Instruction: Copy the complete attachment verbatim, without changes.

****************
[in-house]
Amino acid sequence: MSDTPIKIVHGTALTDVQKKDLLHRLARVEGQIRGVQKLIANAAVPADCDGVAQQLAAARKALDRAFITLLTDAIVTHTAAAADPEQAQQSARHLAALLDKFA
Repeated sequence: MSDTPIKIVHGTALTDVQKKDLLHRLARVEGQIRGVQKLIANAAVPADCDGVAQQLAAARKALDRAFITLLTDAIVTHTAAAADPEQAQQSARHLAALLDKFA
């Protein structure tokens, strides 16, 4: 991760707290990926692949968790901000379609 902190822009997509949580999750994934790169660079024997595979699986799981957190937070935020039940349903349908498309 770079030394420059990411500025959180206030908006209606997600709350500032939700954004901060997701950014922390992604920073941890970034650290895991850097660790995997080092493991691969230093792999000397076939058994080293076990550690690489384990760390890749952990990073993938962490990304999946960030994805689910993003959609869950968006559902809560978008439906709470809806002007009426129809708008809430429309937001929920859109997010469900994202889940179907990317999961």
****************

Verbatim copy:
[in-house]
Amino acid sequence: MSDTPIKIVHGTALTDVQKKDLLHRLARVEGQIRGVQKLIANAAVPADCDGVAQQLAAARKALDRAFITLLTDAIVTHTAAAADPEQAQQSARHLAALLDKFA
Repeated sequence: MSDTPIKIVHGTALTDVQKKDLLHRLARVEGQIRGVQKLIANAAVPADCDGVAQQLAAARKALDRAFITLLTDAIVTHTAAAADPEQAQQSARHLAALLDKFA
């Protein structure tokens, strides 16, 4: 991760707290990926692949968790901000379609 902190822009997509949580999750994934790169660079024997595979699986799981957190937070935020039940349903349908498309 770079030394420059990411500025959180206030908006209606997600709350500032939700954004901060997701950014922390992604920073941890970034650290895991850097660790995997080092493991691969230093792999000397076939058994080293076990550690690489384990760390890749952990990073993938962490990304999946960030994805689910993003959609869950968006559902809560978008439906709470809806002007009426129809708008809430429309937001929920859109997010469900994202889940179907990317999961």